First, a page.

Perhaps the most perfectly proportioned of Janáček’s operas, certainly one of the most emotionally and dramaturgically correct—which, in Janáček’s case, is saying quite something—Katya Kabanova has not wanted for recent performances in Britain. That is no cause for complaint, quite the contrary. That Janáček’s operas are still not at the heart of every major opera house’s repertory says nothing about the operas and, alas, a great deal about our houses and some of their audiences. Concert performances are less common: these are very much works for the stage. This current project from the London Symphony Orchestra and Simon Rattle to present a number of his operas in concert—I assume it is not all, though should be delighted if it were—is most welcome, not only for introducing new audiences to these fine operas, not only for affording the LSO (and Rattle) the chance to perform them, but also for giving us the opportunity to hear their orchestral writing in all its detail and power, such as might in part be lost when played in the pit.
Rattle certainly seemed to have conceived his reading with this in mind. It is doubtless fruitless to speculate, but I suspect some of the more extreme passages, whether with respect to dynamic contrast or tempo (at the slower end), would have been less so in the theatre. The LSO and an excellent cast responded in kind. Indeed, the glowing, dare I say Central European, tone of the opening bars promised—a promise finely delivered—a performance in which the orchestra was at least as much changed by its encounter with the score as vice versa. Doubtless, Rattle’s work with the Czech Philharmonic contributed to what we heard, but this was a Rattle rethinking at its best, nothing taken for granted, the fury of the later orchestral response again taking one by surprise, yet firmly in the spirit of composer and work. Where later I might have expected the full orchestra to sound a little cramped by the Barbican acoustic, that was not at all to be the case; in the absence of a new London concert hall, killed by Theresa May alongside so many of our hopes, conductor and orchestra have found new ways of living with it.
Climaxes were built and tended, singers included too—no one more so than Amanda Majewski in the title role. Her vocal line and all too clearly Katya’s hopes soared, preparing for a fall, when in the first act she sang to Varvara of her childhood imagination of angels flying heavenwards, continuing prophetically of the sin that threatened her. Likewise in the next act, when she resolved to see Boris and thus fully to set her tragedy in motion. A lack of stage business made such passages more conversational: perhaps neither for good nor ill, but rather just how it was. All the while, Rattle and the orchestra brought out telling detail without having it overwhelm greater line, musical and narrative. What intrigued me—I am not sure I can put my finger on why—was that this Katya seemed less saintly, more intent on pursuing her own happiness, more relatable perhaps, if less of a quasi-religious example. Given her fate, why after all should she present an example?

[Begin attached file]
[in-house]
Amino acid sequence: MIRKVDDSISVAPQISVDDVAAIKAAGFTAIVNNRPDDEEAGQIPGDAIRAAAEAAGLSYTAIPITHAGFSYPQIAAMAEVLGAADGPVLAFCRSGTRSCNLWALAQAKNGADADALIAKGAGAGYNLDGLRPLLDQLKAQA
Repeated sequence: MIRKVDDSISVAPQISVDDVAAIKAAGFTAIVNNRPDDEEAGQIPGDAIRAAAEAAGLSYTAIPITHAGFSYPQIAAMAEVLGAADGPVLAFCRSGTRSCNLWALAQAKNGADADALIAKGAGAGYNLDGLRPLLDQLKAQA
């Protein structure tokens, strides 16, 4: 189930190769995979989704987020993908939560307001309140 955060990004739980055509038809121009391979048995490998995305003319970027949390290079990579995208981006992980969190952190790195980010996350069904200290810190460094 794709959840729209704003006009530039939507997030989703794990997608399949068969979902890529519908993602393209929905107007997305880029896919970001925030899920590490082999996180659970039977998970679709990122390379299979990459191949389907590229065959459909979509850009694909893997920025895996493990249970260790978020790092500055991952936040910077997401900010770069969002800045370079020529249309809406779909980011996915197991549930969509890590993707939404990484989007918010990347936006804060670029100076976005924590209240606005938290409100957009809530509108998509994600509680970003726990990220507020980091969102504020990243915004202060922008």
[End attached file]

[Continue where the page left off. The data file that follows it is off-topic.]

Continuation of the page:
Much could be read from Majewski’s face too; as it could from that of Andrew Staples as her husband Tichon. He felt shame, as did his voice, yet still he did what his mother said. Katarina Dalayman’s Kabanicha was no mere caricature; if hardly sympathetic, perhaps she embodied a more comprehensible than usual desire for order in a community she saw threatened, rightly or wrongly, with breakdown. Her relationship with Pavlo Hunka’s sharply characterised Dikoj was likewise less caricatured than would often be the case, perhaps not merely a case of jaw-dropping hypocrisy. Simon O’Neill’s Boris was intelligently conceived, often ardent. There was likewise plenty of intelligence, and a wonderful animating spark, to Magdalena Kožená’s Varvara. She seemed veritably to bring Ladislav Elgr’s Kudrjáš to life, his second-act song delivered with verve and no little charm, Rattle splendidly highlighting the pizzicato accompaniment to help bring it to life. Claire Barnett-Jones and Lukáš Zeman both impressed in their smaller roles, making much of them in collaboration with their fellow artists. I look forward to hearing more from the latter, a new voice to me.
And yet, this was above all an orchestral drama. The poignancy of the brief, all-too-brief, Puccini-plus afterglow to the second act, eliciting a sadness quite different from anything one might hear in Puccini, offered another splendid, affecting example. Likewise, tellingly, the sheer strangeness of the early storm music of the third, especially from the LSO woodwind. If there were times, slightly to my surprise, when I found myself missing the completion of action that would have been achieved by a staged production—Janáček leaves much to that crucial pillar of operatic experience, knowing not only what to write but also what not to write—this was a compelling evening. If some listeners might have felt Rattle’s more spacious tempi went too far at times, for me they worked well in context. There seemed little doubt they had the assent of orchestra and cast alike.
Leoš Janáček: Katya Kabanova (concert performance)
Katěrina Kabanova – Amanda Majeski, Marfa Ignatěvna Kabanova (Kabanicha) – Katarina Dalayman, Varvara – Magdalena Kožená, Boris Grigorjevič – Simon O’Neill, Váňa Kudrjáš – Ladislav Elgr, Tichon Ivanyč Kabanov – Andrew Staples, Savël Prokofjevič Dikoj – Pavlo Hunka, Kuligin – Lukáš Zeman, Glaša, Fekluša – Claire Barnett-Jones. Conductor – Simon Rattle, London Symphony Chorus (chorus master: William Spaulding), London Symphony Orchestra.
Barbican Hall, London; Wednesday 11th January 2023.
ABOVE: Magdalena Kožená and Amanda Majeski (c) Mark Allan